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Pegasus Therapeutic Riding Academy, Inc.

GUARDIAN PROFILE - Last Updated: 06/27/2017

I. GOVERNANCE, MANAGEMENT & CONFLICT OF INTEREST

Staff:

Chief Staff Officer:  Barbara Wertheimer

Employees:   Full-Time:  3  Part-Time:  9  Volunteers:  200

Does your organization utilize a management company for management and administration? No

Describe your training process for employees and volunteers and the types of human resource documents used in your organization including job descriptions, evaluations, etc. Employees - training period prior to assumption of duties, Employment Agreement, job description, annual evaluation, criminal and child abuse checks, conflict of interest forms,liability and medical releases, confidentiality policy;
Volunteers - registration forms, criminal and child abuse checks,liability and medical releases, confidentiality policy, orientation and training session, ongoing training with clinics and one on one instruction, Volunteer Handbook;

Governing Body:

Board meetings per year:  8

Number of Board Members:  12  Number of Voting Board Members:  12

Board Compensation:

Is Board Chair compensated?  No  Is Treasurer compensated?  No

Are there any other Voting Board Members that are compensated?  No

Board Relationships:

Are any members of the Board or Staff related to each other through family or business relationships? No

Board Affiliations:

Are any Board members or Staff associated with and/or compensated by another organization with a relationship or business affiliation to your organization? No

Conflict of Interest:

Does your organization have a written conflict of interest policy and regularly and consistently monitor and enforce compliance with the policy, including requiring officers, directors or trustees, and key employees to disclose annually interests that could give rise to conflicts?  Yes


II. PROGRAMS

1. What percent of your total programs and services are horse-related? 100

2. Describe your specific horse-related programs services or activities:
     Therapeutic riding; Therapeutic riding autism program; Equine Assisted Learning after school program; Senior Saddles for riders 55+; Summer program incorporating therapeutic riding and EAL for hearing impaired children; EAL summer program for children with multiple disabilities from residential program; Work to Ride program for volunteers as exercise riders.

3. Enter the total number of facilities/locations where the horses used in the conduct of your horse-related programs are housed and cared for: 1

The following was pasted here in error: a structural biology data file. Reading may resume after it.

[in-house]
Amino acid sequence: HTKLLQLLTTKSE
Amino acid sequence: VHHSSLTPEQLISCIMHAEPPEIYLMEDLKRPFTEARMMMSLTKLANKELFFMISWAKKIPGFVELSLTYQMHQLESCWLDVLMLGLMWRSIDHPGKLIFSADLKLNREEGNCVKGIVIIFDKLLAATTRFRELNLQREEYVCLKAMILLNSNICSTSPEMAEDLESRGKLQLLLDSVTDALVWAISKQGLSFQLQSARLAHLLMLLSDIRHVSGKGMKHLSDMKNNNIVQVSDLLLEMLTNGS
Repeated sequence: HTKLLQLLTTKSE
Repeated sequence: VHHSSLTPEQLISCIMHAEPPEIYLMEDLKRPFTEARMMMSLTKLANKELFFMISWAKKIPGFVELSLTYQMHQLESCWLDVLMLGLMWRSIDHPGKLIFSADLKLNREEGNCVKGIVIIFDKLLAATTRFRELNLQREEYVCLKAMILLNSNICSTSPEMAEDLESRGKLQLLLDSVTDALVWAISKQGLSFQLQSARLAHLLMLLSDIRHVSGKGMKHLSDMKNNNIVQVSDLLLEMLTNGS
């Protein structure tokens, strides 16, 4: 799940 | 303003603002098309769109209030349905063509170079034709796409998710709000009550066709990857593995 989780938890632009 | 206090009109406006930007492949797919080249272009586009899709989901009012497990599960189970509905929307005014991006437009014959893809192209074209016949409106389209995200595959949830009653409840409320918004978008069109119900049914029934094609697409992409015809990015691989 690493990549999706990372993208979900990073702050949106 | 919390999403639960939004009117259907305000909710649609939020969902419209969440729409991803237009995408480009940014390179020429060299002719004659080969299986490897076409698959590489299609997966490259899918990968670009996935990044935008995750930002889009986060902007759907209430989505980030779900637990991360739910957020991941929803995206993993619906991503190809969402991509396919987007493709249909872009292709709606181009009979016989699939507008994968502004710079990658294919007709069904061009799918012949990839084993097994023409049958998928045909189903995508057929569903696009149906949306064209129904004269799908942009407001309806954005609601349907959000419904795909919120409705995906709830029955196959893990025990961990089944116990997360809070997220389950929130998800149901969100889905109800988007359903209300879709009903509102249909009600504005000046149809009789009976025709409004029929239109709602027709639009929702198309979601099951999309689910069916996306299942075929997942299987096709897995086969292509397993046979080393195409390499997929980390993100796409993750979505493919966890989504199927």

4. Describe your non-horse-related programs, services or activities you provide, including those involving other animals. none

5. Does your organization operate programs involved with animals other than horses?  No



III. POLICIES

1. Describe your equine management philosophies, practices, policies and operations with respect to the use of the horses in your program, including the rehabilitation and retraining (if applicable), ongoing training, schooling and exercising plan for each horse and your policy as to the number and condition of the horses accepted by your organization. 
     The overall Pegasus equine management philosophy is simple: a happy horse is a safe horse. Each horse has a designated plan to ensure its personal happiness and well being in the program on a continual basis. This begins with determining an individualized weight limit for each equine based on the horse's height, weight, age, and breed. A specialized exercise program is created for each horse that includes riding under the supervision of the Equine Trainer and unmounted activities to stimulate mental acuity such as clicker training. No horse is permitted to work more than two hours per day in therapeutic lessons and may only have one training session per day. Each horse has a journal that all staff and volunteers are required to make daily entries in order to track behaviors. The number of horses is limited by our turnout space. We have eight separate turnout areas that are used by 14 horses. Most horses are turned out with a compatible horse.

2. Describe how your horses are acquired (adoption, seizure, surrender, donation, purchase, auction sale, retirement). 
     Our horses are acquired through donation, purchase, adoption or free lease. All horses are taken on a 60 day trial basis.

3. Describe under what circumstances horses leave your organization. Please describe in detail your horse adoption/fostering practices and procedures including any recruitment initiatives you have to attract potential adopters. Please include your policies and practices with respect to horses that are no longer useful or manageable and horses that need to be retired. 
     All horses that are no longer suitable for the program are found new homes. This includes horses that need to be retired or horses that are no longer suitable/manageable for therapeutic riding or equine assisted learning programs. The program director uses her extensive network of equine contacts to find new homes for these horses.

4. For new horses, describe your initial assessment process for each horse (i.e. physical examination, test ride, health record, Coggins test, quarantine, veterinary consult, etc.).